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Boston Legislators and City Councilors Join to Present Another Option for School Reform

City Councilors John Connolly and Matt O'Malley joined with Reps. Linda Dorcena Forry, Nick Collins, Ed Coppinger and Russell Holmes to present their alternative to the Boston Public Schools' five options.

 

City councilors and state representatives who Wednesday unveiled a school choice plan they say builds upon the best aspects of the five options the city's school department presented last week but doesn't force families to choose between school access and educational quality.

“This is a step we felt compelled to take after reviewing the options
that BPS put on the table,” said Connolly, chair of the City
Council’s Committee on Education. While acknowledging the hard work the school department and the External Advisory Committee did to create the five options, Connolly and others said that they can be improved upon. 

In that effort, Connolly joined with fellow City Councilor Matt O'Malley and Reps. Linda Dorcena Forry, Nick Collins, Ed Coppinger and Russell Holmes to present a sixth option they are calling the "Quality Choice Plan." They sent a copy of their plan to Superintendent Dr. Carol Johnson and said they will lobby for its inclusion in the ongoing reform debate. 

Among the most notable differences between the BPS plans and the sixth plan are the fact that current students would be grandfathered in to the schools they already attend, and zones would be abolished. Instead, all children entering kindergarten would be required to attend one of four schools closest to their homes. If those schools become over-enrolled, then the city would have to provide modular units or build or acquire new schools. 

One of the new schools the plan calls for is an elementary school in Beacon Hill, the Back Bay or the West End. None of these neighborhoods currently has an elementary and Connolly said he wants to leave the reform process with a firm deadline on when this school will be built, though it hopes it will be by 2016. 

The full outline of the plan, which the group presented at the State House Wednesday morning, is as follows:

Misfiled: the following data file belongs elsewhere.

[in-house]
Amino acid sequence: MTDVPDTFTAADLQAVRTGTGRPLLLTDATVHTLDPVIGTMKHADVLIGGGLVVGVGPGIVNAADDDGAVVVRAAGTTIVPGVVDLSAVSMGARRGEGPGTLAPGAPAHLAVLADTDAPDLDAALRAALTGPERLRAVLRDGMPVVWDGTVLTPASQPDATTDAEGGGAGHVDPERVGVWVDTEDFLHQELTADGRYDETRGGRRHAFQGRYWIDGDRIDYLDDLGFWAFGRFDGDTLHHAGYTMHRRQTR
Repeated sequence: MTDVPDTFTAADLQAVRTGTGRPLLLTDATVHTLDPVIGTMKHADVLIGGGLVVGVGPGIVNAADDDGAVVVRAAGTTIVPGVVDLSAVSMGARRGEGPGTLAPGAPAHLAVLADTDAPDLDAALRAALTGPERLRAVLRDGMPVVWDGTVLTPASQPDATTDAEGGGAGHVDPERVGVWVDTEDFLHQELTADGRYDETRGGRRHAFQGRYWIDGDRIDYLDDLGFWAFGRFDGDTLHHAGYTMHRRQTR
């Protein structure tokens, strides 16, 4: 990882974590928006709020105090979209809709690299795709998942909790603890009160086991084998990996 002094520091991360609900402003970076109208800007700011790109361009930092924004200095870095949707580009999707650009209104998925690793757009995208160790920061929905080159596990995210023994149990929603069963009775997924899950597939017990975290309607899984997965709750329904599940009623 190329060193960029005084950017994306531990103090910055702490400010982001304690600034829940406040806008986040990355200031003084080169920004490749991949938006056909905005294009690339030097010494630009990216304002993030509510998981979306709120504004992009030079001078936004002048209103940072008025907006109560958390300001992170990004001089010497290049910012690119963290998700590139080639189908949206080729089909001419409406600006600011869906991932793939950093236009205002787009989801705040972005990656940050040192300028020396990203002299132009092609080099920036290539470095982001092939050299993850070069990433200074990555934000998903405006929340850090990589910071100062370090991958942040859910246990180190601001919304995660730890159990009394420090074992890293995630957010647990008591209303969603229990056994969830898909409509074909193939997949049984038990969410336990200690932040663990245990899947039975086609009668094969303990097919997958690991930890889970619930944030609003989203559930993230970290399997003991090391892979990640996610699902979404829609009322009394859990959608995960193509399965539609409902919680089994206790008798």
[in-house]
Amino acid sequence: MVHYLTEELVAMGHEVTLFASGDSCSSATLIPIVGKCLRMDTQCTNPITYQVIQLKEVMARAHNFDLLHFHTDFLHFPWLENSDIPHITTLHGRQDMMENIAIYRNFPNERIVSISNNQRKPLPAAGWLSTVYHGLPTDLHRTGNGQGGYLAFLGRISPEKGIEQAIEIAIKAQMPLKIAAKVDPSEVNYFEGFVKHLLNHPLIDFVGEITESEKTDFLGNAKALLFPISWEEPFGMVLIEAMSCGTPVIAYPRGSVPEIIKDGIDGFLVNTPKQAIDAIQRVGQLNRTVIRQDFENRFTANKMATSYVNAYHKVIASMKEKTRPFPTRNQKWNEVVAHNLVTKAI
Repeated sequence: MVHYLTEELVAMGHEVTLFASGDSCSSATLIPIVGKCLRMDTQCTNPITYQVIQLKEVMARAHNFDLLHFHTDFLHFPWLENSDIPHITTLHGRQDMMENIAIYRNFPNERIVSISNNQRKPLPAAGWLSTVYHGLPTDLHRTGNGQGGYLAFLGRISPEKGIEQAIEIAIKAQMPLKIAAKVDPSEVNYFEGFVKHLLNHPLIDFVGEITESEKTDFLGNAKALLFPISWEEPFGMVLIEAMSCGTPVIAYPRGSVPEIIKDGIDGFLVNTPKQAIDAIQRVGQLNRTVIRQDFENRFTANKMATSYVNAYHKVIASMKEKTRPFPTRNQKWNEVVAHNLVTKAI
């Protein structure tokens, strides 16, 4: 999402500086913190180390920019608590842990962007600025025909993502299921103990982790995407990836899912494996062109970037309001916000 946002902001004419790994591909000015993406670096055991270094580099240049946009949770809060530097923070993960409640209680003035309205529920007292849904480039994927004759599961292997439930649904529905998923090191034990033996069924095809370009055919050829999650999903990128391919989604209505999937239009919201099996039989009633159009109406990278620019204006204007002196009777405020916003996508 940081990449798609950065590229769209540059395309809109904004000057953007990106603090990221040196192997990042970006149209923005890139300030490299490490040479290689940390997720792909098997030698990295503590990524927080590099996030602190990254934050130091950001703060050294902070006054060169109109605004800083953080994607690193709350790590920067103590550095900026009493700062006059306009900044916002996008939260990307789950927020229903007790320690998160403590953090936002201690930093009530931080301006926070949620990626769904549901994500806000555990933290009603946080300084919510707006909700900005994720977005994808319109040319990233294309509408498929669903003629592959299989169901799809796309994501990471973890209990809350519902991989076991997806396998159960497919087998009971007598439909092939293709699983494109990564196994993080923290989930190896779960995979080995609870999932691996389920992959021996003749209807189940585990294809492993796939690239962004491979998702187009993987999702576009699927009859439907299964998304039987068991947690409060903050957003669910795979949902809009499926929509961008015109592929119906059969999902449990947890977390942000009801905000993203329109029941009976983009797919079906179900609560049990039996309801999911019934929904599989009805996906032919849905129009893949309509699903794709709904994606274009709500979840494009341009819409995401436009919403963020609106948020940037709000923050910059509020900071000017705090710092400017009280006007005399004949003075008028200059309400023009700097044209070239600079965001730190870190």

THE QUALITY CHOICE PLAN – OVERVIEW

I. REFORMING STUDENT ASSIGNMENT

  1. Grandfather current students
  2. Guarantee a K-8 option
  3. Guarantee a kindergarten seat for every child at  a school close-to-home
  4. Offer more choices through 16 Citywide Magnet Schools
  5. Allow parents to group together for seats at under-selected schools

II. ESTABLISHING A QUALITY BASELINE FOR THE BPS

  1. Mandatory principal evaluation
  2. Mandatory teacher evaluation
  3. A commitment to eight new fully inclusive schools
  4. A commitment to nine new dual-language schools
  5. Provide full academic enrichment for every student
  6. Provide every student with a K-8 option

III. PROVIDING QUALITY SUPPORTS FOR SCHOOLS SERVING LARGE NUMBERS OF STUDENTS IN NEED

  1. Grant each school Innovation, Pilot, or In-District Charter status
  2. Provide fully staffed student support services
  3. Provide academic coaches for literacy and math support
  4. Guarantee afterschool programming 

IV. FUNDING QUALITY

  1. Direct all savings from reduced transportation costs to high-need schools
  2. Adjust funding formula to provide additional funding to students in need
  3. Increase enrollment to increase state funding for BPS

V. QUALITY FACILITIES

  1. Build or acquire a facility for a downtown school in the Back Bay, Beacon Hill or West End
  2. Realign kindergarten seats
  3. Address supply/demand issues

For more details on each aspect of the outline, or to sign a petition of support, visit www.qualitychoiceplan.com.

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